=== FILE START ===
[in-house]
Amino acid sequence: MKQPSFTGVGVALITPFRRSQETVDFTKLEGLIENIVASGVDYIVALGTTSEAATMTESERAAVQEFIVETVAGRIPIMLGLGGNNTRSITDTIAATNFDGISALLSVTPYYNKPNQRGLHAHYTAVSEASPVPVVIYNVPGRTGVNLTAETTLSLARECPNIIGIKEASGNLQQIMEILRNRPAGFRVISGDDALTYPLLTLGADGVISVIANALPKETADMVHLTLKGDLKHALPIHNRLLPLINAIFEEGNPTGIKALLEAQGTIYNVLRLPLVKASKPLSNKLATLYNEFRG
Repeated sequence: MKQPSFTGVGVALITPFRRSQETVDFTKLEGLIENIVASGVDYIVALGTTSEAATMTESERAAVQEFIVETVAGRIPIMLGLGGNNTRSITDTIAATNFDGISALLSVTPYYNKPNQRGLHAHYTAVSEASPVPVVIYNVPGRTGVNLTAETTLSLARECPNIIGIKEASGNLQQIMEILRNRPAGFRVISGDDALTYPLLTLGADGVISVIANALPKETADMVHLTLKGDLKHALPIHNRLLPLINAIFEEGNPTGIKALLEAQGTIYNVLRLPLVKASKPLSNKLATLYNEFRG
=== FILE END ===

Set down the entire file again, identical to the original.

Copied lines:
[in-house]
Amino acid sequence: MKQPSFTGVGVALITPFRRSQETVDFTKLEGLIENIVASGVDYIVALGTTSEAATMTESERAAVQEFIVETVAGRIPIMLGLGGNNTRSITDTIAATNFDGISALLSVTPYYNKPNQRGLHAHYTAVSEASPVPVVIYNVPGRTGVNLTAETTLSLARECPNIIGIKEASGNLQQIMEILRNRPAGFRVISGDDALTYPLLTLGADGVISVIANALPKETADMVHLTLKGDLKHALPIHNRLLPLINAIFEEGNPTGIKALLEAQGTIYNVLRLPLVKASKPLSNKLATLYNEFRG
Repeated sequence: MKQPSFTGVGVALITPFRRSQETVDFTKLEGLIENIVASGVDYIVALGTTSEAATMTESERAAVQEFIVETVAGRIPIMLGLGGNNTRSITDTIAATNFDGISALLSVTPYYNKPNQRGLHAHYTAVSEASPVPVVIYNVPGRTGVNLTAETTLSLARECPNIIGIKEASGNLQQIMEILRNRPAGFRVISGDDALTYPLLTLGADGVISVIANALPKETADMVHLTLKGDLKHALPIHNRLLPLINAIFEEGNPTGIKALLEAQGTIYNVLRLPLVKASKPLSNKLATLYNEFRG